In the in­ter­net age, sources mat­ter greatly

Maryland Independent - - Community Forum -

There it was in stark black-and-white amid a sea of col­or­ful links and trendy phrases: ev­ery journalist’s worst night­mare.

“Forty-three per­cent of so­cial me­dia users don’t know where the sto­ries they read orig­i­nally ap­peared.”

Ev­ery re­porter and journalist work­ing to­day looks to the in­ter­net with awe and hor­ror at the same mo­ment. Its vast space and in­fi­nite pos­si­bil­i­ties in­crease the like­li­hood of im­por­tant sto­ries go­ing fur­ther than ever be­fore, while also in­creas­ing the chances that less well-known sources can find a broader au­di­ence. But the in­ter­net has also opened the flood­gates to any­one and ev­ery­one to post in­for­ma­tion for oth­ers to read with­out proper vet­ting, in­ves­ti­ga­tion and re­search — los­ing valu­able un­der­stand­ing and con­text while hid­ing spe­cial in­ter­ests.

New re­search from Dig­i­tal Con­tent Next, a trade as­so­ci­a­tion for pre­mium pub­lish­ers, found that while most of the time (57 per­cent) peo­ple are aware of the source of con­tent they’re read­ing on so­cial me­dia, 43 per­cent of the time they don’t know. Although the data wasn’t bro­ken down by plat­form — Facebook, Twit­ter, etc. — we’d have to sus­pect that Facebook is among the worst of­fend­ers.

(After all, who doesn’t have that ex­tended fam­ily mem­ber or friend who rou­tinely posts links to laugh­ably bo­gus con­spir­acy the­ory sto­ries?)

The on­line sur­vey of 1,000 re­spon­dents age 12 to 54 found that well-es­tab­lished brands that have in­vested in a so­cial me­dia ap­proach were more likely to be sought out by read­ers than lesser-known brands. Smaller or newer brands that don’t have a con­certed so­cial me­dia ap­proach — in­clud­ing us­ing video ef­fec­tively — have a harder time reach­ing read­ers.

The good news from Dig­i­tal Con­tent Next’s re­search is that brand aware­ness isn’t spread evenly by sub­ject cat­e­gory. More than 60 per­cent of na­tional news and sports read­ers re­ported know­ing the source of the con­tent they ac­cessed — although that means that about four out of 10 re­spon­dents still didn’t know their source.

What’s more fright­en­ing is that 40 per­cent said they would click on con­tent from un­fa­mil­iar sites, leav­ing them open to ac­cess­ing in­ac­cu­rate or bi­ased in­for­ma­tion. And the 40 per­cent isn’t who you may ex­pect it to be. Of re­spon­dents ages 12 to 19, only 19 per­cent said they would click on un­fa­mil­iar con­tent, de­spite mis­con­cep­tions that young peo­ple aren’t as brand loyal as their older coun­ter­parts.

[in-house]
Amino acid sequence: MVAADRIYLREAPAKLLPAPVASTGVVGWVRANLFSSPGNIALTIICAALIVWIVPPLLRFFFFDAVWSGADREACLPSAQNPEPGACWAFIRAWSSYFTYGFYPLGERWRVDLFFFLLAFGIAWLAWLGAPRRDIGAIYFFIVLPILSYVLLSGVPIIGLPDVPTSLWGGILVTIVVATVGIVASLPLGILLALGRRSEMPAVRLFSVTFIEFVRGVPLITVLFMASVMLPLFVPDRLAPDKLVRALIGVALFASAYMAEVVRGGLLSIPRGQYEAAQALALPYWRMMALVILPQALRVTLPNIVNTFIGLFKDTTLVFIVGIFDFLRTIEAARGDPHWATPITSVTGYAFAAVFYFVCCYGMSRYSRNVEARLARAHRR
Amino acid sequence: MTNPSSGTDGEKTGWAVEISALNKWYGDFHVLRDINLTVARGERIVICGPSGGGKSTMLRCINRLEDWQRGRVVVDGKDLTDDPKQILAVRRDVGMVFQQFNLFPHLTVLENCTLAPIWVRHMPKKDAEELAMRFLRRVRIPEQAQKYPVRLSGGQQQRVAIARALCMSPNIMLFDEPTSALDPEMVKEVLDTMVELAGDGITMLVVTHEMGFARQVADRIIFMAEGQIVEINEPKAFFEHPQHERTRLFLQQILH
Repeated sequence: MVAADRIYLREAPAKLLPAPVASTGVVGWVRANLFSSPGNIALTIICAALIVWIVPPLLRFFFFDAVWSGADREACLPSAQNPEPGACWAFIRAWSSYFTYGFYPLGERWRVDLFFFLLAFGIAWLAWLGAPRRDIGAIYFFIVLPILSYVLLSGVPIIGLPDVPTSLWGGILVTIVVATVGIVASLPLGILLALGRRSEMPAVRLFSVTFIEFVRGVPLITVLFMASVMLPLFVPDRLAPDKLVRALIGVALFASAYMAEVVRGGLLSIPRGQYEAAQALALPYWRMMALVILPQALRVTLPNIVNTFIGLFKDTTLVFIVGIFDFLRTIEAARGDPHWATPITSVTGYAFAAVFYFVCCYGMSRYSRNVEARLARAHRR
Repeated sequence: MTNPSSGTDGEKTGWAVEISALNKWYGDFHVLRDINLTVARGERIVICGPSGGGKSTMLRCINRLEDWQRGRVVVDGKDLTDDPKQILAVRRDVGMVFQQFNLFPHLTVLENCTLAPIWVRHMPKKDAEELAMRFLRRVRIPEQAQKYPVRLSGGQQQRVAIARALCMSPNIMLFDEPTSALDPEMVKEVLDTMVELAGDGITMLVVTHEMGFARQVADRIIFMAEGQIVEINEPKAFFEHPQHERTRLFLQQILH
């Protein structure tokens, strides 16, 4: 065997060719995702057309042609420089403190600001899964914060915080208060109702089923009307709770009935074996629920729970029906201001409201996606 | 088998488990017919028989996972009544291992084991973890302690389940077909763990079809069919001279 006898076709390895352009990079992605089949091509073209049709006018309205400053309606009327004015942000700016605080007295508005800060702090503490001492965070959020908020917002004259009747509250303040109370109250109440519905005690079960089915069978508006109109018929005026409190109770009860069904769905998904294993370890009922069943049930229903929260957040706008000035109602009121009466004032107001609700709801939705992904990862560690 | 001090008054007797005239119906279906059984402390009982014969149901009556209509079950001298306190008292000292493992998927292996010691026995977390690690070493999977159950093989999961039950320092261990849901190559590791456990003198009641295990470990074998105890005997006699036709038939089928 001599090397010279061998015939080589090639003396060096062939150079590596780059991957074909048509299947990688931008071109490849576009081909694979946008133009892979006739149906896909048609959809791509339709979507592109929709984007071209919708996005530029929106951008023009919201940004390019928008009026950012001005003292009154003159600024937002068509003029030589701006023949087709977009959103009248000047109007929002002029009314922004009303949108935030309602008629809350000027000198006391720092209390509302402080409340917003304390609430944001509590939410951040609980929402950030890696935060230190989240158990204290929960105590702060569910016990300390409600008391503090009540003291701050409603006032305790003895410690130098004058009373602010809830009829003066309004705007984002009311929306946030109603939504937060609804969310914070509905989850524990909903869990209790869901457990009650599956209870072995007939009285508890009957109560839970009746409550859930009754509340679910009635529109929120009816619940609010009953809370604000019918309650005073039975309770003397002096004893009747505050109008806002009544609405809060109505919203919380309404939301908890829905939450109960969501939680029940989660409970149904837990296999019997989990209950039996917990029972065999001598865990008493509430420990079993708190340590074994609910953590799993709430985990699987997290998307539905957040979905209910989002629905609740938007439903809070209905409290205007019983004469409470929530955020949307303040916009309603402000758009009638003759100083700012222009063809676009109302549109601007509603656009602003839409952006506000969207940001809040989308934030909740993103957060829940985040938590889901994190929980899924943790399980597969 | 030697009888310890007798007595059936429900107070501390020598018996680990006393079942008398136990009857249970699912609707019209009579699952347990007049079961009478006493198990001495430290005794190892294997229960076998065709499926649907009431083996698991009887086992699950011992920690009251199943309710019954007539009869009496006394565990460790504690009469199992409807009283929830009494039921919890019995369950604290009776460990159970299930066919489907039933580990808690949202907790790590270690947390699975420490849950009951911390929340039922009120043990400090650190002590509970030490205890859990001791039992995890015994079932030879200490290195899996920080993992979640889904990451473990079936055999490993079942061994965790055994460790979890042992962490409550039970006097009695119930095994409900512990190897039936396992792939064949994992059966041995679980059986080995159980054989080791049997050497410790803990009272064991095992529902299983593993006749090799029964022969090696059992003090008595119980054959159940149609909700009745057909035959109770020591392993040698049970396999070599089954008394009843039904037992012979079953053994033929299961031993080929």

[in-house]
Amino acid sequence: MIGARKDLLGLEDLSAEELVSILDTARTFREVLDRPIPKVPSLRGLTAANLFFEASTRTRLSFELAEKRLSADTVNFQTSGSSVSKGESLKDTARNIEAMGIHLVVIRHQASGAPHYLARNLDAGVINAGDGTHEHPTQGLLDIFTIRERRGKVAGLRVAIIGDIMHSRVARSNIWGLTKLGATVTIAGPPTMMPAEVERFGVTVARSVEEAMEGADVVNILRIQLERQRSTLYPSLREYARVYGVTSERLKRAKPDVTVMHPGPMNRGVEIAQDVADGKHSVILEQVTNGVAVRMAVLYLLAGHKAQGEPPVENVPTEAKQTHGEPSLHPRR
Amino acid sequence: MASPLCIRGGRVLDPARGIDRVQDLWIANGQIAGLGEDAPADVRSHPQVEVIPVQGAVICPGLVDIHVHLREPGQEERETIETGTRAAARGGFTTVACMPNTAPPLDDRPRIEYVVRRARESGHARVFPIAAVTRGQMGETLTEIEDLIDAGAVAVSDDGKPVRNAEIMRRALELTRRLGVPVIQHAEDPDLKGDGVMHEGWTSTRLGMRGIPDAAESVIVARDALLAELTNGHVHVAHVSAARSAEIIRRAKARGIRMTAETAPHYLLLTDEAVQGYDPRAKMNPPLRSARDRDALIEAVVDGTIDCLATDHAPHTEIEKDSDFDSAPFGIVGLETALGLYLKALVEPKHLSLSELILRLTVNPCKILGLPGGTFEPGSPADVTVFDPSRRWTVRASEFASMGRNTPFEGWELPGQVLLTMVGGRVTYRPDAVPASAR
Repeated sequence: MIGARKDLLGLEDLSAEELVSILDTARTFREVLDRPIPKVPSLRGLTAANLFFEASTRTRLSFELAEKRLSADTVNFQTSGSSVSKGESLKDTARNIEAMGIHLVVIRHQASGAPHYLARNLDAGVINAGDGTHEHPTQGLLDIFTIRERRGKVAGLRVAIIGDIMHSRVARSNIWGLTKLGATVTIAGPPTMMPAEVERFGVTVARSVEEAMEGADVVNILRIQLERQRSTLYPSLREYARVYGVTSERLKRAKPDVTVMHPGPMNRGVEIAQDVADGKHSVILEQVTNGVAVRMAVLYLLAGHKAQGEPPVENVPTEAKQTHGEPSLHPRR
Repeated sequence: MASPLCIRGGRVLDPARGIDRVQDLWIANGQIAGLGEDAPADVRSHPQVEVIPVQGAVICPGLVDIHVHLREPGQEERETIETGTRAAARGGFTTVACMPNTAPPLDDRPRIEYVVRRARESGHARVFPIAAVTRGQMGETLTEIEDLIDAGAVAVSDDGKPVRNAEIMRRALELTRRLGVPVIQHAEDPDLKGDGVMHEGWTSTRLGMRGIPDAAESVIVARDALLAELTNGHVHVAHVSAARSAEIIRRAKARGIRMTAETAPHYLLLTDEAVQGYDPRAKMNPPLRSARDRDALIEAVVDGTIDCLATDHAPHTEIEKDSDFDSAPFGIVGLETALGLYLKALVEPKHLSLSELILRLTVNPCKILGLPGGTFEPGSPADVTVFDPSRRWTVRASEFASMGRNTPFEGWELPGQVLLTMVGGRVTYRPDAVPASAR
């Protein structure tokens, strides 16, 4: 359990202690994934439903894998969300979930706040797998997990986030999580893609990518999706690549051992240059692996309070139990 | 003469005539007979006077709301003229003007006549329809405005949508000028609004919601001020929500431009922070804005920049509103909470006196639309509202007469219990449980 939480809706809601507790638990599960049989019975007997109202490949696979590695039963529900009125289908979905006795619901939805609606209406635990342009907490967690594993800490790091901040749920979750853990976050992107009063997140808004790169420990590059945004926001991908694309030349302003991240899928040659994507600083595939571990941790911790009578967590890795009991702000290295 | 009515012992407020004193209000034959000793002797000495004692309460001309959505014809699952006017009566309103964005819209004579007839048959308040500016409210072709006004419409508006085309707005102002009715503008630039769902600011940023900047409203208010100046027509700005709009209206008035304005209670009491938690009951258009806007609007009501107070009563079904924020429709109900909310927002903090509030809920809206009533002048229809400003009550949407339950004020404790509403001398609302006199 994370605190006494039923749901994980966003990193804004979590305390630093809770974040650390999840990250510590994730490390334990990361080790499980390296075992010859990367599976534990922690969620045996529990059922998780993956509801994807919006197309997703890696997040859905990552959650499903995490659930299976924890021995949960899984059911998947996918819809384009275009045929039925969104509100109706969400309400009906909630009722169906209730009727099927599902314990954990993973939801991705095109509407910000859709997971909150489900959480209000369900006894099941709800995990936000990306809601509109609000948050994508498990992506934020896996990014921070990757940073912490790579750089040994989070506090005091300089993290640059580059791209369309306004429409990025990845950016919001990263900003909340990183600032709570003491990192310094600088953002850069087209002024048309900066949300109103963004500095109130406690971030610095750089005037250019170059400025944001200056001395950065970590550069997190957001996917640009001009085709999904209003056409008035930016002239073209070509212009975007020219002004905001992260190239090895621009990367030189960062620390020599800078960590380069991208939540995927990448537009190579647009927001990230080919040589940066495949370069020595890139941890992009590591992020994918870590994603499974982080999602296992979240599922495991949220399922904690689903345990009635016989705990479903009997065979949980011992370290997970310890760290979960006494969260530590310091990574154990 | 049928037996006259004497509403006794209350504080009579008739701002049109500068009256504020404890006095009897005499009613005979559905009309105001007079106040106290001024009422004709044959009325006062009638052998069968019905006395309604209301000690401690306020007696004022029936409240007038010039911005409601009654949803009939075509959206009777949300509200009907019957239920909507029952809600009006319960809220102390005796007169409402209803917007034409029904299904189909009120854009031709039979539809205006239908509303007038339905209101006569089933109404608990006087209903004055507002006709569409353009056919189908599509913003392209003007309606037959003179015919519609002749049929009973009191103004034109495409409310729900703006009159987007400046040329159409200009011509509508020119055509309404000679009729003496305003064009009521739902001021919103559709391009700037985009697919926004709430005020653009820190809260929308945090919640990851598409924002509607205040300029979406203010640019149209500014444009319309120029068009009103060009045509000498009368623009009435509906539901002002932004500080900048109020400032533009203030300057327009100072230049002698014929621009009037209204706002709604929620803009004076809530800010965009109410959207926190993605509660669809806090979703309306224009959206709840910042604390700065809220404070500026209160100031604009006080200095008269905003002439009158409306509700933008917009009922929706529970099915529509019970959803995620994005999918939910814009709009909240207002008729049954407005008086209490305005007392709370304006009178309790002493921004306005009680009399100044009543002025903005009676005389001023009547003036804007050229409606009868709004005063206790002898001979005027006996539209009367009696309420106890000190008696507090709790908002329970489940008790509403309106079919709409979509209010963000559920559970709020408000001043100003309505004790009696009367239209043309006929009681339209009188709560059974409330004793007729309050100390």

What the sur­vey ac­tu­ally finds is that older read­ers, who may be less fa­mil­iar with nav­i­gat­ing the in­ter­net than their younger peers, are ac­cess­ing un­fa­mil­iar con­tent at a higher rate. The be­lief may be that young peo­ple aren’t read­ing es­tab­lished print brands like their par­ents do, but a 2015 sur­vey by The As­so­ci­ated Press-NORC Cen­ter for Pub­lic Af­fairs Re­search and the Amer­i­can Press In­sti­tute found dif­fer­ently.

The sur­vey of Amer­i­cans ages 18 to 34, some­times called the mil­len­nial gen­er­a­tion, found that two-thirds of re­spon­dents said they con­sume news on­line reg­u­larly, of­ten on a so­cial net­work­ing site. Of those, 40 per­cent do so sev­eral times a day.

The AP’s sur­vey found that fu­ture gen­er­a­tions will likely rely on so­cial me­dia to be the ac­cess point to much of the news they con­sume. Cou­ple that find­ing with the DCN’s sur­vey that de­ter­mined ig­no­rance of sourc­ing, and we have a dan­ger­ous mix.

It should mat­ter what your source is. Find­ing a trained journalist to work for you is im­por­tant. Qual­ity jour­nal­ism is de­fined by ac­cu­racy, in­sight, in­for­ma­tion and — per­haps most im­por­tantly — fair­ness.

Jour­nal­ism should in­form read­ers about the com­mu­ni­ties and world in which they live, while also pro­vid­ing a di­ver­sity of views so read­ers can make in­formed po­si­tions and de­ci­sions for them­selves. Those who are not trained jour­nal­ists will find it dif­fi­cult to nav­i­gate the world of news-gath­er­ing and their prod­uct will re­flect it, whether read­ers are ed­u­cated enough or not to no­tice.

Be­ing prop­erly in­formed is im­por­tant in our so­ci­ety. We ask that, re­gard­less of your per­sonal be­liefs, you find an es­tab­lished voice with proper training among the many avail­able to help in­form you.

Sources do mat­ter.

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